Evangelista: Special Olympics offers Young Athletes programming around the world. Young Athletes is an inclusive early childhood motor-play program for children aged 2 to 7 years with and without IDD. It introduces basic athletic skills such as running, kicking, and throwing and offers families, teachers, caregivers, and people from the community the chance to share the joy of sports with all children.

The Young Athletes program delivers direct, early childhood intervention through inclusive activities that strengthen developmental skills. Incorporating motor skills activities into a child’s early environment is key to helping children maximize their potential in all developmental areas and improving cognitive and social skills, attention, working memory, mental health, and academic achievement. Young Athletes programming takes place in homes, schools, and communities, led by families, teachers, and volunteers supported by Special Olympics training and resources.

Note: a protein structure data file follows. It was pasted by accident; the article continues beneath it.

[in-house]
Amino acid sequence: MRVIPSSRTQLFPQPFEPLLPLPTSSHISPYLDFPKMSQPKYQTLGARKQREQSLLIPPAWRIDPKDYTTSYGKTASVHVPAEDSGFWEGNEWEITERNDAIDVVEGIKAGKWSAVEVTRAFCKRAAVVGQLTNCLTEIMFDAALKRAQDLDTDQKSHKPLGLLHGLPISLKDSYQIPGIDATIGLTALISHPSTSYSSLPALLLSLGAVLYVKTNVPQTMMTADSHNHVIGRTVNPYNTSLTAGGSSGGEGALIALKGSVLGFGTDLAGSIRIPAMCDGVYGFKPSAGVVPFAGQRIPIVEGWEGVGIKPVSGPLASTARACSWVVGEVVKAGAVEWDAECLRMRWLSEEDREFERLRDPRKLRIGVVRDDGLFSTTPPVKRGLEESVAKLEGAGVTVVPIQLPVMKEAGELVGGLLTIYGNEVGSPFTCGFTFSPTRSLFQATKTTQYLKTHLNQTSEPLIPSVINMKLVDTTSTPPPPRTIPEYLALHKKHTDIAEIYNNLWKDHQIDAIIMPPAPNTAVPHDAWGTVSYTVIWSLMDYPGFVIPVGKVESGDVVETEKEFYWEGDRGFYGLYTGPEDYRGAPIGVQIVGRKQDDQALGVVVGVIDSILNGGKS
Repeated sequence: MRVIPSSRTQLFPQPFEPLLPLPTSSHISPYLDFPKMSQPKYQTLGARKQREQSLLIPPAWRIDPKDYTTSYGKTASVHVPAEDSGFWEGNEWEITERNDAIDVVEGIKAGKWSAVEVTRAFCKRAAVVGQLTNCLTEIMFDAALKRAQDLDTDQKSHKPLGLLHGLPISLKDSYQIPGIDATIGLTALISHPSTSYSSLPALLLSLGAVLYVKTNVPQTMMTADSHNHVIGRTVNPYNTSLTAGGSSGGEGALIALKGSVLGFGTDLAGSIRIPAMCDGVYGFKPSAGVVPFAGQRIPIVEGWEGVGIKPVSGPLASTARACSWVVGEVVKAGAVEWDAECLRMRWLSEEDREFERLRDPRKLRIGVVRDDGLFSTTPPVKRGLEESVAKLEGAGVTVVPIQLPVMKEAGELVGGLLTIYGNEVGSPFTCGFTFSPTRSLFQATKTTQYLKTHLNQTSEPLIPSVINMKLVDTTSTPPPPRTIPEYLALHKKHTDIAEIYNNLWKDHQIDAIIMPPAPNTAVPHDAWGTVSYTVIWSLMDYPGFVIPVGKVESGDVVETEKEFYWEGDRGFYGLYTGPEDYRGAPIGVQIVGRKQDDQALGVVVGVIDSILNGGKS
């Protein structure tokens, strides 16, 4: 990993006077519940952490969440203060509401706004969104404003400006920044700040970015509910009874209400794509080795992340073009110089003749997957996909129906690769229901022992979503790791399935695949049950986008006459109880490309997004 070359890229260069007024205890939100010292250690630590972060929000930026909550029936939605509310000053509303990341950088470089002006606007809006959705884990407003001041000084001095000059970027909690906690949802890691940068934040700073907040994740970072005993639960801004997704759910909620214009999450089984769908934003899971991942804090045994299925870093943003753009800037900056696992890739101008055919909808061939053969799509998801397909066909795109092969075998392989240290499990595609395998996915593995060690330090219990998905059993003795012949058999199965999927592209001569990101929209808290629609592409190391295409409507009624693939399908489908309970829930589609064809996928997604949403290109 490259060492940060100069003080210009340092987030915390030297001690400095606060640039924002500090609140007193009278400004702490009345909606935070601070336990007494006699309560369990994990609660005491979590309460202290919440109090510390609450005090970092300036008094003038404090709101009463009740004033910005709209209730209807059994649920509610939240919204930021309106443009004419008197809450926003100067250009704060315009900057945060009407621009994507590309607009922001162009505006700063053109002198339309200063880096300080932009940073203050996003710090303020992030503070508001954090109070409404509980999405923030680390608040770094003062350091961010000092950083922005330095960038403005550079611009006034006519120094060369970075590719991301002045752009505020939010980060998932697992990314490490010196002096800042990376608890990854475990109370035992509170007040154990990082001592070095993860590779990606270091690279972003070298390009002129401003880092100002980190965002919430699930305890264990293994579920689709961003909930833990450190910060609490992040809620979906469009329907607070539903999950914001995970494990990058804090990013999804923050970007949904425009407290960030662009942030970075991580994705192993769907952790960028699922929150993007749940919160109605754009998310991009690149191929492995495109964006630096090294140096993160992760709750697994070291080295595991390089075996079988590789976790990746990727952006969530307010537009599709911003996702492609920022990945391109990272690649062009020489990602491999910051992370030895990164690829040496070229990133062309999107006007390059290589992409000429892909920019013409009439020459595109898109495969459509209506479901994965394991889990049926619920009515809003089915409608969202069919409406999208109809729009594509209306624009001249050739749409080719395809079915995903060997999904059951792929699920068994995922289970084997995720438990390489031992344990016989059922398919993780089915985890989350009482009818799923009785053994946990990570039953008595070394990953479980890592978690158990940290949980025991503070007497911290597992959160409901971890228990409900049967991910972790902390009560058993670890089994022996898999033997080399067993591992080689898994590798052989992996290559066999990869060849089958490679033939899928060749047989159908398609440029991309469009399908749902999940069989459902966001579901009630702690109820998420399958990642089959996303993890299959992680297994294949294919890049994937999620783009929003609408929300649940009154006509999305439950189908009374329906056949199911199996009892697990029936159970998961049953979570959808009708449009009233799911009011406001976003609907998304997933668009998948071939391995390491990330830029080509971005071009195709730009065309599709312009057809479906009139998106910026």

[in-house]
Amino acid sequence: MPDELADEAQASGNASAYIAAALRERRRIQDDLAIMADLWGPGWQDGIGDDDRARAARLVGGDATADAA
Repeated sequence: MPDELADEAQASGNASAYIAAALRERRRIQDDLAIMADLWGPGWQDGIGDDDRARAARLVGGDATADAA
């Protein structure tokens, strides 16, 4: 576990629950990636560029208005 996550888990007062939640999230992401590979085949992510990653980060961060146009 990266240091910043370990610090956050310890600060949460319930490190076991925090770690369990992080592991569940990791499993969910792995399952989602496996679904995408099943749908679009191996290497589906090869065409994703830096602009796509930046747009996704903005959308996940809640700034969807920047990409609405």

Young Athletes follows standardized lessons corresponding to foundational skills developed through interactive play. After two months of participation, children with IDD gained seven months in the advancement of motor skills and showed consideration improvement in communication, daily living, social skills, and behaviors. Additionally, family members reported significantly positive changes in both their own attitudes and those of community members toward their child with IDD. By addressing both the developmental and attitudinal challenges faced by children with IDD and their families, Young Athletes illustrates the impact of early interventions on health and development outcomes for children with IDD.